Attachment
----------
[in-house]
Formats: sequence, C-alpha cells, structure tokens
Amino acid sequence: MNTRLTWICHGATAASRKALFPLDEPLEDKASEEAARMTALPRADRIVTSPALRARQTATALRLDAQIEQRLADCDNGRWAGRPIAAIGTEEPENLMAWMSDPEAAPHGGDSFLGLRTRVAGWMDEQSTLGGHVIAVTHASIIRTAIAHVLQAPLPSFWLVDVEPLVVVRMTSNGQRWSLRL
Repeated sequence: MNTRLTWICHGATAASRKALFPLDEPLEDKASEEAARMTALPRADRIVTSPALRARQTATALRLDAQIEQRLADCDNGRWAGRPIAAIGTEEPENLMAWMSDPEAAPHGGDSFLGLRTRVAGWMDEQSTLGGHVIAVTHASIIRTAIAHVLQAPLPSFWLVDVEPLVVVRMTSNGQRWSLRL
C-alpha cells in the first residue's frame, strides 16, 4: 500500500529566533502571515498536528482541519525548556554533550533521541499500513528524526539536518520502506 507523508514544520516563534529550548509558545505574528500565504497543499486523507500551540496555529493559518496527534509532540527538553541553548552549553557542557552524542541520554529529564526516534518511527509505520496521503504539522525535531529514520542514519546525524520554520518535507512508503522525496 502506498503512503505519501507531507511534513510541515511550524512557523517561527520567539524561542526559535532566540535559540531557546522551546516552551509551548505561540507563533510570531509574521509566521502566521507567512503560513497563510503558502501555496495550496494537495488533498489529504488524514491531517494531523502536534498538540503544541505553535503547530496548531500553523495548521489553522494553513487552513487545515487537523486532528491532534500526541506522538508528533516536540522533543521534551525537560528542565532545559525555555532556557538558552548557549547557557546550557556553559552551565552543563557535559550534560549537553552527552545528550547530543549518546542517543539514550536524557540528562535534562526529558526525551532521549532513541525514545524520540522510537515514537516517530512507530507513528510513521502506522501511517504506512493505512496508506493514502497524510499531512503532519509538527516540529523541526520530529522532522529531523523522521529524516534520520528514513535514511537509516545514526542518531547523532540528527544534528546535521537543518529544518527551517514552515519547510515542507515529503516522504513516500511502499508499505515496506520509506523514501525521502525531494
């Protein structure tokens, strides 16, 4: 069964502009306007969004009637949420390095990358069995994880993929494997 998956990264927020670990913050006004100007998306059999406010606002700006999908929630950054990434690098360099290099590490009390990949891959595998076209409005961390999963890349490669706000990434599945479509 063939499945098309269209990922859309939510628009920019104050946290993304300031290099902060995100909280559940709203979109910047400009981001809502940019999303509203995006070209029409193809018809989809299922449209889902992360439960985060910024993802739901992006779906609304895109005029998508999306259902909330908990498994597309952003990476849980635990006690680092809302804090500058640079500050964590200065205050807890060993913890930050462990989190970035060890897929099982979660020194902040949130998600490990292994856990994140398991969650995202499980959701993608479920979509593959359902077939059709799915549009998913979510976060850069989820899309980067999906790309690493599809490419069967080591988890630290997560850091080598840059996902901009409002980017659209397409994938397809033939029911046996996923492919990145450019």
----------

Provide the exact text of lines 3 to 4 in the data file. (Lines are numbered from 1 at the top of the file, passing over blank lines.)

Amino acid sequence: MNTRLTWICHGATAASRKALFPLDEPLEDKASEEAARMTALPRADRIVTSPALRARQTATALRLDAQIEQRLADCDNGRWAGRPIAAIGTEEPENLMAWMSDPEAAPHGGDSFLGLRTRVAGWMDEQSTLGGHVIAVTHASIIRTAIAHVLQAPLPSFWLVDVEPLVVVRMTSNGQRWSLRL
Repeated sequence: MNTRLTWICHGATAASRKALFPLDEPLEDKASEEAARMTALPRADRIVTSPALRARQTATALRLDAQIEQRLADCDNGRWAGRPIAAIGTEEPENLMAWMSDPEAAPHGGDSFLGLRTRVAGWMDEQSTLGGHVIAVTHASIIRTAIAHVLQAPLPSFWLVDVEPLVVVRMTSNGQRWSLRL